I had to recover an AD site once, it had only one PDC, no BDC's, but luckily there was a recent backup made of the PDC (Server2k3 and NTBackup).
Process was to reinstall Server2k3 on a clean server, run ntbackup to restore the AD backup, and we were back in business again. Only niggle was hoping that Windows Activation would go through as I was not in the mood to faff around with that - but it went through just fine. I then set up a BDC just in case, but still continue to make backups from the PDC juuuust in case.
And recovering the forest is no biggie as there's about 60 users - but a backup and BDC makes things so much easier.
But yes, forest recovery, especially with multiple sites and domains need to be addressed. Setting it all up from scratch by hand leads to errors and mistakes if due care is not taken.
This wasn't handled through standard IT support. IBM probably had it role there but it was mostly recovered by Maersk IT team, consultants from vendors (you can imagine which one) managed service teams like ours and external consultant.
Lots of people were working there on shifts spending time on-site for several days to make it happen.
I can't say about public e-mails from Maersk, but Maersk IT team is very open on what they did and how, I saw members of the team speaking about it on few sessions.
I said this earlier in this thread but just for the information - I can't provide official information on it, but our managed services team who was part of this recovery effort spending couple of weeks on site is cooking a blog post with details to be published next week on -> https://predica.pl/blog/ if you want to check it out.
Lot's of people working on it on multiple fronts. Lots of logistics - for example, you might be surprised how little USB storage pens are on the stock in the shops :).
One important aspect - no panic! Don't do things if you don't fully understand the scope and what hit you.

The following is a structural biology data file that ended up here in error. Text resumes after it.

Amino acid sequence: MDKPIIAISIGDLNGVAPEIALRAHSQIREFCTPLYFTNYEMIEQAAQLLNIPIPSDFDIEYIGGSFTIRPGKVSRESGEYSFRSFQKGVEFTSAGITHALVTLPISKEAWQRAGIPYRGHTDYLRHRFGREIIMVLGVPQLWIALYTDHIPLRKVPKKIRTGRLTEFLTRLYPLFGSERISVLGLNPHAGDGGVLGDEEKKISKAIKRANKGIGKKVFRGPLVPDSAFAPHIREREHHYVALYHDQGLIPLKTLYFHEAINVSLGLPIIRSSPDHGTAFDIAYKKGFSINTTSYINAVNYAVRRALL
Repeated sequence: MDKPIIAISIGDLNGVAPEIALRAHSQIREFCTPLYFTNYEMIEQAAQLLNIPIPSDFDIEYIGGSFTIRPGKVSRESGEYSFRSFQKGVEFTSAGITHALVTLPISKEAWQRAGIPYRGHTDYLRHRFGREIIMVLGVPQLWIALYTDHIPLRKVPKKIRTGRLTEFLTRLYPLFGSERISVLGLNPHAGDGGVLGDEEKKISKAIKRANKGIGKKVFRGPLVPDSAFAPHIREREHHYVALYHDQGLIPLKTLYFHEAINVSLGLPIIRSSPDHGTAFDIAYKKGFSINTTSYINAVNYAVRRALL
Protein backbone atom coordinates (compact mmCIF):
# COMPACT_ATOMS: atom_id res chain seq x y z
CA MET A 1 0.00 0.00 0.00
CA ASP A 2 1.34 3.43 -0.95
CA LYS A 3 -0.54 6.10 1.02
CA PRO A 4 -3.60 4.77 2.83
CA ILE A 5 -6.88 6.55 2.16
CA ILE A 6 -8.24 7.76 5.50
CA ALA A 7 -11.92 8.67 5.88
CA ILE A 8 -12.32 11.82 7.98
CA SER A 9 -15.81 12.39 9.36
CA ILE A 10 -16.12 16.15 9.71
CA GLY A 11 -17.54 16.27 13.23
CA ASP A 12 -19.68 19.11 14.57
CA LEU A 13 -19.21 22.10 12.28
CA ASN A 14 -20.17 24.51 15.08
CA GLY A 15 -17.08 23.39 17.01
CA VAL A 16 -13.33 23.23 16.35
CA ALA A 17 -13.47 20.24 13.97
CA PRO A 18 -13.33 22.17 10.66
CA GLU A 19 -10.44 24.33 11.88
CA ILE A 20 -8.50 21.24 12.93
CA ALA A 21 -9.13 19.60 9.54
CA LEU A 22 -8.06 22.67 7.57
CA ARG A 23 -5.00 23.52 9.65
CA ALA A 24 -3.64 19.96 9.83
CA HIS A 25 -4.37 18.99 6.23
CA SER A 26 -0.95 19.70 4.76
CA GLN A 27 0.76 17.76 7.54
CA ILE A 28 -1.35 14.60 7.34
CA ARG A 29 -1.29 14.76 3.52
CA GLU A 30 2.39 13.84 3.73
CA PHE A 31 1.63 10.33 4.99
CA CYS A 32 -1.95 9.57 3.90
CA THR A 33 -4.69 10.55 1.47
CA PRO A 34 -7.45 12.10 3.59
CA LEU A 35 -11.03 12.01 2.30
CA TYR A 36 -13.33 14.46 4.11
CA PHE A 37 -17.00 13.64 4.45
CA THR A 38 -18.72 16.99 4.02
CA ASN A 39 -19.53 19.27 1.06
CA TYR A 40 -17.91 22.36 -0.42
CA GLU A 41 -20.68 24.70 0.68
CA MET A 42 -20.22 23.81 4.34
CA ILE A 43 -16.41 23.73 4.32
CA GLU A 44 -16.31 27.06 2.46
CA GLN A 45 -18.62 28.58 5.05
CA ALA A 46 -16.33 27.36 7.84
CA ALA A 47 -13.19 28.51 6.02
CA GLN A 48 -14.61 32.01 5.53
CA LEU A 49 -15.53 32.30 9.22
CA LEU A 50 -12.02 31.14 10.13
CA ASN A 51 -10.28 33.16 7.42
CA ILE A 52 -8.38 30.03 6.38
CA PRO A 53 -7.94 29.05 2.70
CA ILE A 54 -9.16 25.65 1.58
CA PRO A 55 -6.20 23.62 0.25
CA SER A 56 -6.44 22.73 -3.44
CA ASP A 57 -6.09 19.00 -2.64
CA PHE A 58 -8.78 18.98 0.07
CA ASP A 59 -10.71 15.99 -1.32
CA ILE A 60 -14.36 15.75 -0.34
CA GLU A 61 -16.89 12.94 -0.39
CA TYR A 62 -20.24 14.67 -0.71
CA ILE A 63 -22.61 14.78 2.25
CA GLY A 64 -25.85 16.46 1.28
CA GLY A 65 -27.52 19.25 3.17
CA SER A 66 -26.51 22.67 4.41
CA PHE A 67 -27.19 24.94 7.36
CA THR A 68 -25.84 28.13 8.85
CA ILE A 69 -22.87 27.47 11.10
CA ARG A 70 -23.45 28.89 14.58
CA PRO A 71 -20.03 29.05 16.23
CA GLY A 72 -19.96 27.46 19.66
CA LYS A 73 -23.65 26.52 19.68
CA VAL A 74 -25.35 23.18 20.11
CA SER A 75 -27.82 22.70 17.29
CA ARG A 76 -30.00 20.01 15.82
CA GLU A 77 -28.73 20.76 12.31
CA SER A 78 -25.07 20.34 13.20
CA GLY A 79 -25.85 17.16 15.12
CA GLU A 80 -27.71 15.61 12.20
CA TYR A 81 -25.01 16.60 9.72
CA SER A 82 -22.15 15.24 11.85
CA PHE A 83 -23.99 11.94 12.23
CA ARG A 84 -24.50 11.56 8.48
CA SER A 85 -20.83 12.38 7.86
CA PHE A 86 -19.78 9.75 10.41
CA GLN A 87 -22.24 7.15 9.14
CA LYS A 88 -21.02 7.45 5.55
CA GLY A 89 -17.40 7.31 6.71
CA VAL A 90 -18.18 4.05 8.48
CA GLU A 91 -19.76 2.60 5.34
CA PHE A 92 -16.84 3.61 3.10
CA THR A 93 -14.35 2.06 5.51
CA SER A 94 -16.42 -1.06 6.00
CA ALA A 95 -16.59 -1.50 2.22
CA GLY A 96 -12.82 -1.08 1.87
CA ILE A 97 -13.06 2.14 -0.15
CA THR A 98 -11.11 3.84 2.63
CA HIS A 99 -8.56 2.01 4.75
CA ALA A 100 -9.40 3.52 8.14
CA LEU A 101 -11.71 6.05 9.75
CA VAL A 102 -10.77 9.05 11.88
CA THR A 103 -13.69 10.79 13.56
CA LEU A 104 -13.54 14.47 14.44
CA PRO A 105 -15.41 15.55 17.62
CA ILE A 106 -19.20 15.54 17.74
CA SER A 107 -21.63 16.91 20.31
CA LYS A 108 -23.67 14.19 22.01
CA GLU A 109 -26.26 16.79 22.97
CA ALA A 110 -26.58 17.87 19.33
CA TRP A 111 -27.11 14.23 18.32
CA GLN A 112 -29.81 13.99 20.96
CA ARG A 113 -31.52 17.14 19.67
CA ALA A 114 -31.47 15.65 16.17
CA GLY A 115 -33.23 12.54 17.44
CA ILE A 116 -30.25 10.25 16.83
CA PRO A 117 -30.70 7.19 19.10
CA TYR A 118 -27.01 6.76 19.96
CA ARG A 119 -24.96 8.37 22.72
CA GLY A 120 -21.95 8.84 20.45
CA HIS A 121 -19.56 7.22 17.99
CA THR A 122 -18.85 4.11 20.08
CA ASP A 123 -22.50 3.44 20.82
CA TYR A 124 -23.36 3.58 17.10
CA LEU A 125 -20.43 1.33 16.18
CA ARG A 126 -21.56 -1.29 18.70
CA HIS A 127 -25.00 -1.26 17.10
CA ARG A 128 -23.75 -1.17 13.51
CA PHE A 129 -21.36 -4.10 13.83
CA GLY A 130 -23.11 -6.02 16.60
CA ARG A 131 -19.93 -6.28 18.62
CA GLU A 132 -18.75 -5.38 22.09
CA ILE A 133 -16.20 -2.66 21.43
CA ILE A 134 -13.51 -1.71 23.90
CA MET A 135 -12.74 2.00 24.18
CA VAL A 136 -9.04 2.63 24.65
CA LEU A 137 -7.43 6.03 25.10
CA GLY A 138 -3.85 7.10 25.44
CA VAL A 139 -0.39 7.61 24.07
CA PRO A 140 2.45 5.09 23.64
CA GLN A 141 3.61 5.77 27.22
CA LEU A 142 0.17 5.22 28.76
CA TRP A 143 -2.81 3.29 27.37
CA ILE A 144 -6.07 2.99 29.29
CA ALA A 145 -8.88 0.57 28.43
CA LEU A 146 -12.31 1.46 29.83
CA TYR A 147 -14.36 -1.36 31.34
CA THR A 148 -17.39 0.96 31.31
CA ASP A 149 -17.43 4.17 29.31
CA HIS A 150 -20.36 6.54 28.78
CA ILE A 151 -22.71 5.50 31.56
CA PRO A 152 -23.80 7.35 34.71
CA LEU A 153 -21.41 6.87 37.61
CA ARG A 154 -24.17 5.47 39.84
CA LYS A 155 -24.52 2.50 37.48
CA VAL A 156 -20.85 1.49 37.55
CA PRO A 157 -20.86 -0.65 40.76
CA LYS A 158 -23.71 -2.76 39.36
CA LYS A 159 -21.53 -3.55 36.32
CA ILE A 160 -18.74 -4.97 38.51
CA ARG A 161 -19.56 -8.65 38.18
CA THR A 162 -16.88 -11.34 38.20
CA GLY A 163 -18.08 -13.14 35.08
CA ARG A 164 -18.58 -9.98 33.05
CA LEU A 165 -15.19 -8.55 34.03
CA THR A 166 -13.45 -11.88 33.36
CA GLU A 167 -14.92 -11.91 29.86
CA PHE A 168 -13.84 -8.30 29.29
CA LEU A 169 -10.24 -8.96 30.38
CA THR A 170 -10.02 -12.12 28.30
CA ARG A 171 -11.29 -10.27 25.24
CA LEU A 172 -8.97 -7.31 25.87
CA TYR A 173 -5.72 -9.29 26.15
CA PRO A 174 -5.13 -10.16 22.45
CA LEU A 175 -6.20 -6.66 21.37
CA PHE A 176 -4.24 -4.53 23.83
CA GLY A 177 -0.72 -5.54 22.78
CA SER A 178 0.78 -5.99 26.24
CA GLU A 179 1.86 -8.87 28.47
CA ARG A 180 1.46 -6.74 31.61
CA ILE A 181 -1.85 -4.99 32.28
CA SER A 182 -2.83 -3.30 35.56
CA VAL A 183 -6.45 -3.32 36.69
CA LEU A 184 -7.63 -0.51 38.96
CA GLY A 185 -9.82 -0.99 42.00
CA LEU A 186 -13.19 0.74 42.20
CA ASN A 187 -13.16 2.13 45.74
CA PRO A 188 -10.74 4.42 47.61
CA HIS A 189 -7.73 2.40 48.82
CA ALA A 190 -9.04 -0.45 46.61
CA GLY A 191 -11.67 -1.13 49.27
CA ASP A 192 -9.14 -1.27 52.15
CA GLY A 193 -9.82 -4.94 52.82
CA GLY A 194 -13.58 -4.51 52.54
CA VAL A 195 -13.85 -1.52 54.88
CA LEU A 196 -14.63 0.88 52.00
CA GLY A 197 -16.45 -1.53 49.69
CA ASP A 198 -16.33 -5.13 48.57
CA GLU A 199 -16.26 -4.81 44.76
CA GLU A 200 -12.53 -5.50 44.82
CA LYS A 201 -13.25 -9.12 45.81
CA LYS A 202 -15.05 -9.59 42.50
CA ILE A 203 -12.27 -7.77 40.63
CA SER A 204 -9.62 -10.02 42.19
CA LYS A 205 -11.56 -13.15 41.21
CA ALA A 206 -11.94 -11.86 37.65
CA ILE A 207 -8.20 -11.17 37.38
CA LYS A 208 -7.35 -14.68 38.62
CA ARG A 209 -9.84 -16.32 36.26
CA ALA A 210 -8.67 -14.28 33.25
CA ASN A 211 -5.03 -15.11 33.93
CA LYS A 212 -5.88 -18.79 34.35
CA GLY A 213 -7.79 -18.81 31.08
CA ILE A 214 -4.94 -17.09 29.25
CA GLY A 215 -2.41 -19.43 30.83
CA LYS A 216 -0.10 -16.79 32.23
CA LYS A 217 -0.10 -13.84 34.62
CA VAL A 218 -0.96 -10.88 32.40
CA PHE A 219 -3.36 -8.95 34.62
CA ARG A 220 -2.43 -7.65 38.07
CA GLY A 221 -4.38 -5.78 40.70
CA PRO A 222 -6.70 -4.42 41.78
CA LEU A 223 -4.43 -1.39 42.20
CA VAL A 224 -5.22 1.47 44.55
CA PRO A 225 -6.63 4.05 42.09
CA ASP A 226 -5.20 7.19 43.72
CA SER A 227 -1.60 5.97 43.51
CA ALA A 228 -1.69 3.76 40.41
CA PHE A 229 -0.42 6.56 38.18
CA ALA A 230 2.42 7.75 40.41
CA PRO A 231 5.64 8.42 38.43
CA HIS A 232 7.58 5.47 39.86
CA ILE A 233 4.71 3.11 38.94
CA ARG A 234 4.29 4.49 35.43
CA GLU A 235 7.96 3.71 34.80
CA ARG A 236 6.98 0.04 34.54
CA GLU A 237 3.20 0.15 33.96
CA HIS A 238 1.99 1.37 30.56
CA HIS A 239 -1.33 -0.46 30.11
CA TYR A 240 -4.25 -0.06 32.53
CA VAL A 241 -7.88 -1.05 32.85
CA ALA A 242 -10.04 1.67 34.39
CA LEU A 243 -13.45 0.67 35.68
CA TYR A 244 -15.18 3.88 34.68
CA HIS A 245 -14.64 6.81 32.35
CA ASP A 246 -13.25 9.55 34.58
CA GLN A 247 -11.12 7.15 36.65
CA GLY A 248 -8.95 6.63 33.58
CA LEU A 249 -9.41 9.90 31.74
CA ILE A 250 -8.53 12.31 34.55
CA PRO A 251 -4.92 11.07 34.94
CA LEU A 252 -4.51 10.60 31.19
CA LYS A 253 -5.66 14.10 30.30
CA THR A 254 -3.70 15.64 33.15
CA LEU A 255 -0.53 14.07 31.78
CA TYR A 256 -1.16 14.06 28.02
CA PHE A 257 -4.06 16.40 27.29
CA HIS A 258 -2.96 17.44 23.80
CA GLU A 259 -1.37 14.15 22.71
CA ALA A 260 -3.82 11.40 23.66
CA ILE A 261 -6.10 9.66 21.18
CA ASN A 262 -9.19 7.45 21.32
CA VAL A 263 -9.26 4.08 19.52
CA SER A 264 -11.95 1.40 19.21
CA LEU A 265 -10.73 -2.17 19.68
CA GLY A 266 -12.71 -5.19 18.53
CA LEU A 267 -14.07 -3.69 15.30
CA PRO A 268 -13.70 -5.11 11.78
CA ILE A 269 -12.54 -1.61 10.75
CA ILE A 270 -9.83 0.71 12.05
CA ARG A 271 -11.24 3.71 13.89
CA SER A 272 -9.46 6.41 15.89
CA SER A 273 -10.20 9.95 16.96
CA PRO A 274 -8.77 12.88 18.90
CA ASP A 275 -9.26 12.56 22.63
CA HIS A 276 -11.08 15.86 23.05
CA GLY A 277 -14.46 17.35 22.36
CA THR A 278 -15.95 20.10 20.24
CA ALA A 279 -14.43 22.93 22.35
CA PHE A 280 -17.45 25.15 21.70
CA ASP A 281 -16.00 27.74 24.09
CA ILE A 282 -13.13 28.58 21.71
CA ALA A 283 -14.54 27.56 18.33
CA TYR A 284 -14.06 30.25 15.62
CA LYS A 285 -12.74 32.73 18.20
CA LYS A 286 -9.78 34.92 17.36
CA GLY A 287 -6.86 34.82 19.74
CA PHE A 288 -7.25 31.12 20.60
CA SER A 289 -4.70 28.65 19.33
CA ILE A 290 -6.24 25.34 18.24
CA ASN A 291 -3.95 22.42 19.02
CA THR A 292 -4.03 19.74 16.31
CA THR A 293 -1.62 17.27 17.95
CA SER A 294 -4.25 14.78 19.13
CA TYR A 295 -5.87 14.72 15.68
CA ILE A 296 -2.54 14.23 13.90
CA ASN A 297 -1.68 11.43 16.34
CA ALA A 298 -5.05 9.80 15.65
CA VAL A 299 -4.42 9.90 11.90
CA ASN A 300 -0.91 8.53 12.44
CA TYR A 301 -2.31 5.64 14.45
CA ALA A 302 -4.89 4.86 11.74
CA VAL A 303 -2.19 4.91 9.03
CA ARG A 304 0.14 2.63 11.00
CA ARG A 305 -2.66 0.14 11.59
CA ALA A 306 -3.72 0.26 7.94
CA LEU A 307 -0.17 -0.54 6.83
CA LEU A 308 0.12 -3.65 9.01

Besides technical details there are lessons from the management side:
- do not let people doing the work being bothered by people throwing random questions or issues, put some "firewall" to handle it
- good communication where are you with efforts and what is recovery time is crucial. Dedicated team for it might help you A LOT.
As I wrote in other replies here we will be covering it soon on our blog from our managed services team perspective who was on-site to help recover out of it for couple of weeks.
I'm sure (!?) that after his "Road to Damascus" moment Mr Snabe also directed that a further $300m be invested in DR facilities and redundant systems while also doubling the systems security budget.
Back on planet Earth.....
Probably not.... now the IT department has un-stealthed itself as still having some staff left then the CEO is asking "how come these people are still on the payroll.... why haven't they been outsourced already?"
The company may have changed (I stopped working with the main IT supplier in 2007), but it was then a company that was aware how important IT was to them. Doing any work at their servers at headquarter, even when employed by a subsidiary, meant having one of their guys standing next yo you.
If they think it makes sense to invest further, they will do it.
- I hear a comment from an ext. consutant once: "we sat at this meeting, and as we talked hardware costs went up from 50k to 200k in 20 minutes - and the customer (Maersk) didn't blink".
Quote: That's a good question and IT should always be prepared to justify their costs.
Horse shit to put it bluntly
IT is the core system that lets the company function, no IT no company
Thats as true for the 20 man band I attend upto the mega-corps like Maersk.
If you are not treating IT as the core section of the business and consider it an incidental expense (like my manager did once*) then you deserve to have your company crash and burn
This should be drilled into every C level exec with a big mallet.
*His eureka moment arrived thanks to a dead PC containing 10 years worth of robot/cnc programs ...
IT the core system?
the one that sends emails that can't be replied to?
that says we're experiencing extremely high call volumes 24/7?
that turns employees into robots mindlessly reciting words on a screen?
the one that ensures your details can never be updated because the system won't let me?
I'm seeing a huge competitive advantage here, at a modest cost, resulting in a more effective and resilient organisation.
Quote: That's a good question and IT should always be prepared to justify their costs.
Quote Response: Horse shit to put it bluntly
Ker-wrong. They should still justify their costs but as a a core function it ought to be a whole lot easier. I'm pretty sure the story above said Maersk struggled but didn't fall over. Maersk is not IT in the same way that the IT companies with banking licenses are. Maersk moves metal boxes, not ones and zeros.
You would be suprised how much IT Maersk actually is.